As always, weather at high altitudes is unpredictable. Nighttime temperatures can drop below freezing, and snow or frost is possible in the morning. A warm sleeping bag and tent are required. Bring at least three one-liter containers for carrying water, your own supply of moleskin and Band-Aids, sunscreen, and lip balm. Bring clothes and boots that are warm and comfortable as well as broken in. Bring at least two pair of work gloves that have been broken in as well. April and May temperatures in southern Utah can range from 30 degrees at night to 90 degrees in the mid-afternoon. While we hope for warm, clear days, rain can sweep in and gear should be appropriate for three-season conditions. Plan to dress in layers for the workday as well as the hiking days. Shower facilities are limited and not a sure thing -- a sun shower will provide a way for you to rinse off at the end of a hard day. Be prepared for the unusual, but if you bring the usual, sensible camping items you will be fine. To repeat: A good pair of heavy duty or leather work gloves is essential for this trip; like hiking boots, gloves serve best when broken-in in advance.
The National Park Service will provide all work tools. An equipment list, which will be sent to you by the leader as part of the pre-trip information, gives guidance in your gear selection. No supplies are available in the park, so you should do final gear checks in Grand Junction, Las Vegas, or Salt Lake City.
- The Sierra Club Guide to the National Parks, Desert Southwest.
- Collier, Michael, The Geology of Capitol Reef National Park.
- Houk, Rose, Capitol Reef Canyon Country Eden.
- Davidson, George, Red Rock Eden, The Story of Fruita.
- Stegner, Wallace, Mormon Country.
The visitors center at Capitol Reef has a wide assortment of hiking and topographical maps, including the booklet Explore Capitol Reef Trails that describes the hiking trails with hiking time and distance.
You may request a comprehensive list of publications from the Capitol Reef Natural History Association:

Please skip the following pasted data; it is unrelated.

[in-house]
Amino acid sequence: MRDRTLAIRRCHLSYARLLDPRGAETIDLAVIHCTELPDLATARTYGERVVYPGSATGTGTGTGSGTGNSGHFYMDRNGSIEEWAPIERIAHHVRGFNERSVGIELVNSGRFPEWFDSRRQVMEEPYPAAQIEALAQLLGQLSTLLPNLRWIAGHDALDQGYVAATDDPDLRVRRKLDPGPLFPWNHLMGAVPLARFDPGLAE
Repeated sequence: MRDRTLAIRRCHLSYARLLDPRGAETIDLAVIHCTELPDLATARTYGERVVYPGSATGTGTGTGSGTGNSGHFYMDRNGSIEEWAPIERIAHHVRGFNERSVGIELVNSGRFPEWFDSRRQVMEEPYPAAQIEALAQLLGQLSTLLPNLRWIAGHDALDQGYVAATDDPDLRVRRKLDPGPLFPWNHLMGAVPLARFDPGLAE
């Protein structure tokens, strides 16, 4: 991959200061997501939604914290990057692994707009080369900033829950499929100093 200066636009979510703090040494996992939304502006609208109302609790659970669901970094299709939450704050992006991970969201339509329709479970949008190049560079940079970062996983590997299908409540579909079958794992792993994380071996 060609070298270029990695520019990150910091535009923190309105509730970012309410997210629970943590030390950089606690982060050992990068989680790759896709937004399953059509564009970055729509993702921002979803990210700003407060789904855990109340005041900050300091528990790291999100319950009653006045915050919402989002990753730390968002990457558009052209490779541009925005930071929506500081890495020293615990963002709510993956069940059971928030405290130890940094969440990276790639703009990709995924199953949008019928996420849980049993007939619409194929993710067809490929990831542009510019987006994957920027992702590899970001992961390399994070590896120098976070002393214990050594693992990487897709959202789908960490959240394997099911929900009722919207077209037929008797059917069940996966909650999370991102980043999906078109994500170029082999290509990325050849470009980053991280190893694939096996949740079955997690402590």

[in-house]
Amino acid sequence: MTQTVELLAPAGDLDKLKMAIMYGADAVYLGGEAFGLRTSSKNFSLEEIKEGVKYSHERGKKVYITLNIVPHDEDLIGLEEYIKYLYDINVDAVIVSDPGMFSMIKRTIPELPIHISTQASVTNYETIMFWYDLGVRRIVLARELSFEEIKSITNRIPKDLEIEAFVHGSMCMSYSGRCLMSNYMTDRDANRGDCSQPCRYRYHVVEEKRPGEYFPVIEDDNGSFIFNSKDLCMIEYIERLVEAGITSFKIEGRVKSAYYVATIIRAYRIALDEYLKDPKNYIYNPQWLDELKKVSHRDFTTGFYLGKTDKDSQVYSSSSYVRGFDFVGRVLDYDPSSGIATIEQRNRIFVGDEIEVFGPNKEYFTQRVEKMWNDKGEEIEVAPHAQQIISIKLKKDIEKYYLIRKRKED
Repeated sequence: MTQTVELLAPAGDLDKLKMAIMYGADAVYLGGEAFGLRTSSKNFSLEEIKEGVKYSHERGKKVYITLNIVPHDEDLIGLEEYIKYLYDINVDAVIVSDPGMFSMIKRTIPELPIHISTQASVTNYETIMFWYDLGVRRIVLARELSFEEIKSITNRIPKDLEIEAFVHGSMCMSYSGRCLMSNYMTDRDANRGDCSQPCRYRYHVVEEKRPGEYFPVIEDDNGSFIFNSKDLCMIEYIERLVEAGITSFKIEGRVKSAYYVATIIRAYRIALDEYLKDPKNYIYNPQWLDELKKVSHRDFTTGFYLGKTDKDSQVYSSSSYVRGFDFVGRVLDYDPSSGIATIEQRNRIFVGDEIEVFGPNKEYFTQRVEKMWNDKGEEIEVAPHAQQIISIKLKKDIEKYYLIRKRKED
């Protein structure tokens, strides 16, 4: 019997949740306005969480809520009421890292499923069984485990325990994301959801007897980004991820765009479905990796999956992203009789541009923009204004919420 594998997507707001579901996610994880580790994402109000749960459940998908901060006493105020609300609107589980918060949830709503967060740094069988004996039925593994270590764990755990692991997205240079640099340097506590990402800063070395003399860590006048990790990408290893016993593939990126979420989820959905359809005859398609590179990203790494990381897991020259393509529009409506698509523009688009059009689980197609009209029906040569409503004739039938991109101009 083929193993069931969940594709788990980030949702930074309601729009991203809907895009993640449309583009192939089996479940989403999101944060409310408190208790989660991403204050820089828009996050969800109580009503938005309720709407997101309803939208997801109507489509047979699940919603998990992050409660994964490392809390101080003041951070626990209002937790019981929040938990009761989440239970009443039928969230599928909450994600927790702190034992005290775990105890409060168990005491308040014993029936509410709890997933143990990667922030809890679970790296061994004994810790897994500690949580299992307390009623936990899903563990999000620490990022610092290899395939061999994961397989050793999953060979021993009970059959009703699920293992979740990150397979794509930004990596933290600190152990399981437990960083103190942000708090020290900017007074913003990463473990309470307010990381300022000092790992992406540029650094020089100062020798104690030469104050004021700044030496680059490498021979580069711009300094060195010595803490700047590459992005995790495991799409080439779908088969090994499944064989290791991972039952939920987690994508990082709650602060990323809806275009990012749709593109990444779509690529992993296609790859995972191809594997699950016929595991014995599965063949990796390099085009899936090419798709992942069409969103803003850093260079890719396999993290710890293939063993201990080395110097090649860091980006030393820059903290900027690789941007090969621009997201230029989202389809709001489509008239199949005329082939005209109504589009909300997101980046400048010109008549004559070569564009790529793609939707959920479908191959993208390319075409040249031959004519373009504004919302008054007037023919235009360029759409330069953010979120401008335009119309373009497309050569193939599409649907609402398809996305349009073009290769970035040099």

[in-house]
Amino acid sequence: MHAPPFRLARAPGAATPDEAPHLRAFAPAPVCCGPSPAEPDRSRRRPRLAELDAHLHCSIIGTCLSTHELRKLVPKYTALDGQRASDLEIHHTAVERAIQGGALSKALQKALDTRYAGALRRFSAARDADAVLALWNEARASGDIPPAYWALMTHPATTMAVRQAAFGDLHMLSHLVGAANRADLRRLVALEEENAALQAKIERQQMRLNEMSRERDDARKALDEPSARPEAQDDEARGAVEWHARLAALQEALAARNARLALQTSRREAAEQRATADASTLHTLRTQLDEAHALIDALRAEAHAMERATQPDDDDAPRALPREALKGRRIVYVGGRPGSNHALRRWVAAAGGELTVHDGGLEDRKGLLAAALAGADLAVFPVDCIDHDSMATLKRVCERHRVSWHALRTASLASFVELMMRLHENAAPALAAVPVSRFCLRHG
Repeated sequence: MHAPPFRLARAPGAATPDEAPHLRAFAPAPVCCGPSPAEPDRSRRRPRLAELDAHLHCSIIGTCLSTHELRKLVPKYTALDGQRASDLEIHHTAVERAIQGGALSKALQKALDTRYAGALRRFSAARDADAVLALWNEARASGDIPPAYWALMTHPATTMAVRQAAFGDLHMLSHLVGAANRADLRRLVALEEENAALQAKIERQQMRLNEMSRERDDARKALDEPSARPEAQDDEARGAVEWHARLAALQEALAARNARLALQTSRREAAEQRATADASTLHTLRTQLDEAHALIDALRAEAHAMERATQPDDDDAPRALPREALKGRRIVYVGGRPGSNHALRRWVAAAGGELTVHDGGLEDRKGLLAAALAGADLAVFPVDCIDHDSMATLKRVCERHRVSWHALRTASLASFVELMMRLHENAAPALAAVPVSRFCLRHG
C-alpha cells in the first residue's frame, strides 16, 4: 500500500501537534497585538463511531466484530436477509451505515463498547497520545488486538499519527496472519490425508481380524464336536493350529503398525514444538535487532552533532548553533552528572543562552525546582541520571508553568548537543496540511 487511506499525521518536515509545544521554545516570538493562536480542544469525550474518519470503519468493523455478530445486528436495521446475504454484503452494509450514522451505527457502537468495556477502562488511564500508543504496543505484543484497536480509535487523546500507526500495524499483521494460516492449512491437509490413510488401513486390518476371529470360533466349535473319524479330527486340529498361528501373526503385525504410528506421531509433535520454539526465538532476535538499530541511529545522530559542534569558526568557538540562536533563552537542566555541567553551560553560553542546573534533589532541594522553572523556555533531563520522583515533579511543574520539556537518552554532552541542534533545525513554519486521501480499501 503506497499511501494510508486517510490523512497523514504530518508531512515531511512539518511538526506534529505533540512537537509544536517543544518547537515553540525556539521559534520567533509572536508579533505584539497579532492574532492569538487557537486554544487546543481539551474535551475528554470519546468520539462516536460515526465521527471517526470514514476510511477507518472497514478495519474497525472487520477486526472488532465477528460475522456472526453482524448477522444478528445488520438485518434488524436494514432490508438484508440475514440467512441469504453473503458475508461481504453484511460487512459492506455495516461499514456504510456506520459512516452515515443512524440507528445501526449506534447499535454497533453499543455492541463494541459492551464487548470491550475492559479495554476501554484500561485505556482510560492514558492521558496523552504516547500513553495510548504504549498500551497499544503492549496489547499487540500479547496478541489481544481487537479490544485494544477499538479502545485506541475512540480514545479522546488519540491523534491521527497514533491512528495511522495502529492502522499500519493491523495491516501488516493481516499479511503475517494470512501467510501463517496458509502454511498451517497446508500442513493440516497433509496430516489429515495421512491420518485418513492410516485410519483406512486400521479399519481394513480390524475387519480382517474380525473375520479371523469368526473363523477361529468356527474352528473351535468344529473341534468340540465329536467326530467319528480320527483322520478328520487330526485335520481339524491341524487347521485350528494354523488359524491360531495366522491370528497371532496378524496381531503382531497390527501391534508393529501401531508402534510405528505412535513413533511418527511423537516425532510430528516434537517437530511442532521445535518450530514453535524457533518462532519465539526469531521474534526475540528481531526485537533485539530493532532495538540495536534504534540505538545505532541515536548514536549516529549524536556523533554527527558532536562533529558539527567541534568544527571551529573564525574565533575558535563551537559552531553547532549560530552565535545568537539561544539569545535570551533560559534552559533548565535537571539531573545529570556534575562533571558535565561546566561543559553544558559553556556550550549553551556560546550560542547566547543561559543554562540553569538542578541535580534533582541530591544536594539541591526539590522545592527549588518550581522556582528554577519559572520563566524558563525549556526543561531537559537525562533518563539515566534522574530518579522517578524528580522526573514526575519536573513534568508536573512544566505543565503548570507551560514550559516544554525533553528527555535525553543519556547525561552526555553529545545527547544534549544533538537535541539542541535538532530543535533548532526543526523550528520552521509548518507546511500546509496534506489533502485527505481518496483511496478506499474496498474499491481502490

Capitol Reef Natural History Association
Capitol Reef National Park
Torrey, Utah 84775
In 2014 America celebrates the 50th anniversary of the Wilderness Act. The Sierra Club, various other organizations with a wilderness focus, and the four federal wilderness management agencies are vigorously planning this celebration. The goal of the effort is to assure that a broader public knows about the concept and benefits of wilderness. Sierra Club Outings is a vital part of the celebrations for wilderness.
While the Act was far in the future when our outings program started, we were already promoting the principle behind it: to forever set aside from human developments certain special places, by civic agreement. This is the basic principle on which the Sierra Club was founded. The wilderness anniversary gives us an opportunity to highlight our organization’s leading role—in publicizing this principle, in passing the 1964 Act, and in achieving more designated wilderness since then.
Notes for Sierra Club Outings
- Carbon Offsets
- Electronic Billing and Forms
- Electronic Devices
- How to Apply for a Trip
- Leader Gratuities
- Liability Release and Assumption of Risk
- Medical Issues
- Non-discrimination Statement
- Participant Approval
- Reservation and Cancellation Policy
- Seller of Travel Disclosure
- Travel Insurance
- Trip Feedback
- Trip Price
- Wilderness Manners